Hug-Loving 'Hippie' Monkeys Left Alone in Forest as Epidemic Kills Other Primates
A yellow fever epidemic sweeping through parts of Brazil has killed off thousands of howler monkeys, leaving a population of northern muriqui monkeys solitary in a near-silent forest.
The northern muriqui monkeys of Brazil - popularly known as "hippie" primates - are vegetarians, begin their day with a group hug, and are one of the planet's most peaceful and egalitarian animals. They normally share their forest habitat with noisy howler monkeys that eat their food and appear to get on their nerves, but the hippies are now in flux. A yellow fever epidemic just wiped out thousands of howlers, leaving the hippies as the only thriving primates in the forest.
Karen Strier, a University of Wisconsin-Madison anthropologist, just visited the forest, which lies within the federally protected RPPN Feliciano Miguel Abdala reserve near the Brazilian city of Caratinga.
"It was just silence, the emptiness," she remarked to Seeker. "It was like the energy was sucked out of the universe."
Strier, who is also an associate conservation scientist with the Global Wildlife Conservation, explained that howlers, like humans, are vulnerable to yellow fever. The viral illness results in acute flu-like symptoms, and is spread by mosquito bites. The present epidemic began in December last year. A few days ago, a man in the state of Rio de Janeiro died after contracting the virus, bringing the human death toll of this latest outbreak to 137. At least 424 other people have come down with the disease, which continues to spread throughout the region. Nearly a thousand additional cases remain under investigation.
Health departments in Brazil are rushing to vaccinate as many people as possible - but the howlers and hippie monkeys cannot be vaccinated.
"For now, there is nothing that can be done to prevent the death of the primates," Sergio Lucena Mendes, a professor of animal biology at the Universidade Federal de Espirito Santo, told Seeker. "So far, the conservation community has been collaborating with a campaign to prevent people from injuring the primates in fear of yellow fever."
Strier added that some people do not understand that the monkeys are victims of the disease too. As a result, they are blaming the monkeys for the virus. The northern muriqui is among the most critically endangered primates on earth.
There are various species and subspecies of howlers, but the researchers believe that the recent deaths put many surviving howler populations at risk for extinction as well.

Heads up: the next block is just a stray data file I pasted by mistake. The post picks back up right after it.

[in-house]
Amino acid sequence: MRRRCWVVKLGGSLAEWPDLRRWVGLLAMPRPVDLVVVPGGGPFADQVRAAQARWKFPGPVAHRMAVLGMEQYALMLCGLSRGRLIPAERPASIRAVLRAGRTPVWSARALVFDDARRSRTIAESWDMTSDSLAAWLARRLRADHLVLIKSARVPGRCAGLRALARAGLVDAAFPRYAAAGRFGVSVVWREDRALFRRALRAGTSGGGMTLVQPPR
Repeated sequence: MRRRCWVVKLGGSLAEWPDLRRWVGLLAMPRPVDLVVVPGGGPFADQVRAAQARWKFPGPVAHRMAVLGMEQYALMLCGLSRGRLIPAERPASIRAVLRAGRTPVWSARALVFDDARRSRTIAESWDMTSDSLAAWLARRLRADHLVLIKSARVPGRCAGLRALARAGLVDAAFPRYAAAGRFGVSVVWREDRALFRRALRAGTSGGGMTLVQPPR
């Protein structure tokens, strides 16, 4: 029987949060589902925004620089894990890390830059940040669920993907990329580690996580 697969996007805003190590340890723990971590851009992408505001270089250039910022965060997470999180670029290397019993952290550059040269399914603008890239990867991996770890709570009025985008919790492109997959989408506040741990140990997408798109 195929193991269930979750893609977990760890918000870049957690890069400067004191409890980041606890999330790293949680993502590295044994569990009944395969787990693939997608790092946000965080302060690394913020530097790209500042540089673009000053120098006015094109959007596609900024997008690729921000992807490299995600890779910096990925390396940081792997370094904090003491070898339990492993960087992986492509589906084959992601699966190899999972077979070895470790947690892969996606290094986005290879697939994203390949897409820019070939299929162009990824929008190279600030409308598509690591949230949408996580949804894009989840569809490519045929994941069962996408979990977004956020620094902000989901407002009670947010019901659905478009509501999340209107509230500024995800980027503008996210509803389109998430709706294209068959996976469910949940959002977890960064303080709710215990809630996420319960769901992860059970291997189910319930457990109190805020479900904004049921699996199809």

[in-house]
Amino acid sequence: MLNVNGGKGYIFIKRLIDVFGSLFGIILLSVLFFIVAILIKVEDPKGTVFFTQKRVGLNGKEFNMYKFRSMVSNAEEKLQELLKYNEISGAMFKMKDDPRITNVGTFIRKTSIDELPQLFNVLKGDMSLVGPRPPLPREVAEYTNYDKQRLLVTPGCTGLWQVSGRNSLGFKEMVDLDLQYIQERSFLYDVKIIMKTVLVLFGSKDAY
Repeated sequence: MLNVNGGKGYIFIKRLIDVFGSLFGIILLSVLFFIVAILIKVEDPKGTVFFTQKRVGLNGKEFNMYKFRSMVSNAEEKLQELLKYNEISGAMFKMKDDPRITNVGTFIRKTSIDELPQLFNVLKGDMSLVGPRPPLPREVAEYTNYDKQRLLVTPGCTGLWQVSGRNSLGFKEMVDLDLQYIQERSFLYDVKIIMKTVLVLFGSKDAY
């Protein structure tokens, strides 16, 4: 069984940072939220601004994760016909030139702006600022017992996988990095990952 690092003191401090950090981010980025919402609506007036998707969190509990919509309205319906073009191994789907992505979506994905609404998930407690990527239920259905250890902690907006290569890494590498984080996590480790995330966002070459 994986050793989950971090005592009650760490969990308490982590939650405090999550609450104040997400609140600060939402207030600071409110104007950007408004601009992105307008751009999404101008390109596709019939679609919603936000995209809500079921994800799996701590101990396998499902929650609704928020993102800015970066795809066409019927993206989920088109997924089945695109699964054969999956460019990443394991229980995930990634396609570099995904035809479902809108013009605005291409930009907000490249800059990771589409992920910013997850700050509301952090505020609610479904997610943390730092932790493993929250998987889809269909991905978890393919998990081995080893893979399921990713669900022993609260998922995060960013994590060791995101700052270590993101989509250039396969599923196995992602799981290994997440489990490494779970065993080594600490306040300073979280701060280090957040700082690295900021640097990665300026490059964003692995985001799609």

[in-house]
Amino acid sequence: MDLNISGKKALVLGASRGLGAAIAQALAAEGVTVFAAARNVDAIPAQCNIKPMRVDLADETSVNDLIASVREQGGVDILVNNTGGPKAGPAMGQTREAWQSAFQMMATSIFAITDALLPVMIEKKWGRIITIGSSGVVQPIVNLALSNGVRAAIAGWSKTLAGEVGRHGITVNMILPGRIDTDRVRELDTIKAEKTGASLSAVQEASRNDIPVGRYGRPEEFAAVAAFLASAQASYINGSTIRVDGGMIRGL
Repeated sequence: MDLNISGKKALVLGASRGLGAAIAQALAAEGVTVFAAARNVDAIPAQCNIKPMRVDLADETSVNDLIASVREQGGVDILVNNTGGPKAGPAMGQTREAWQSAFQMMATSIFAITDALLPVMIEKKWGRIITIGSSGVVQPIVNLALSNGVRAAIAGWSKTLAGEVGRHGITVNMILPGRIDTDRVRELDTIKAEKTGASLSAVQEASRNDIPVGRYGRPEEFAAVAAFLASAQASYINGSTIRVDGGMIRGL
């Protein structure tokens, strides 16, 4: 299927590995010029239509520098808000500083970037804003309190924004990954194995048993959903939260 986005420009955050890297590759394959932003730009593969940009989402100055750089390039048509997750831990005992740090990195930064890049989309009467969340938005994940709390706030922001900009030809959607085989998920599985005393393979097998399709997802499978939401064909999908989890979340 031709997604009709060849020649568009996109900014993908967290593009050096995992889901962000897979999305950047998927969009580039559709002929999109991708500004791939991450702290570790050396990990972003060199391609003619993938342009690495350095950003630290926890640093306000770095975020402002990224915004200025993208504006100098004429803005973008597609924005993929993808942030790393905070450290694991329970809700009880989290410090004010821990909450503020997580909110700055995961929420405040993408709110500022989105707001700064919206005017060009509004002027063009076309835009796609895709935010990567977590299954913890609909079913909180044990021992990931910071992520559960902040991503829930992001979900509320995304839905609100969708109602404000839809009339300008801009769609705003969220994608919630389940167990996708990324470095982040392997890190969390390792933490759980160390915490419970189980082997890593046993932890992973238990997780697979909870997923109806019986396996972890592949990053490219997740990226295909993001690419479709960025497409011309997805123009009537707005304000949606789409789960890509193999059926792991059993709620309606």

"The monkeys actually act as sentinels, warning us when there's a disease outbreak that could affect humans," she said.
It is unclear why the howlers are so vulnerable to the virus, while the hippies and a close relative of them, spider monkeys of the Amazon and parts of Central America, appear to be more resistant.
Mosquitoes have been out in droves, possibly because rains following two years of severe drought prompted the hatching of eggs that remained dormant until the wet weather began.
Before the epidemic, the howlers and hippies had an uneasy co-existence. Howler monkeys are plant eaters too, so they would often eat much of the food in areas that the northern muriquis would pass through. The howlers additionally are very vocal, emitting screams and other loud vocalizations, including a guttural call that has been used in many horror films, as well as the Jurassic Park series.
The hippies, conversely, are a quieter bunch.
"They have the most peaceful, egalitarian societies, in which males and females rarely exhibit aggression toward one another and do not display the kind of hierarchies that lead some individuals to monopolize resources by threatening or intimidating others," Strier said.
"Their peaceful behavior is most evident when a female is sexually receptive and the males are basically all lined up, patiently waiting for their chance to mate," she continued, describing the species' practice of free love. "Their peaceful, affiliative lifestyle sets the muriquis apart from other primates, including ourselves. The muriquis are a great model for how to get along peacefully with others."
While the howler mass die-off could result in short-term gains for these hippie monkeys, such as more food, researchers are worried about what the long-term effects of the deaths could be. The howlers aid in seed dispersal, for example, so their absence could lead to dramatic changes in the composition of the forest.
For now, Strier, Mendes, and their colleagues are hoping to safeguard the hippies and any surviving howlers from human threats. Although the monkeys live in a "protected" reserve, agricultural areas are very close to the forest, so it is not too hard for people to hunt the monkeys and disturb their habitat.
The researchers are also intently studying the hippie monkeys to learn more about them, particularly at this unprecedented time when a rival primate suddenly disappeared within weeks.
"We can't reverse this tragedy," Strier said, "so it's now our obligation to learn as much from it as we can."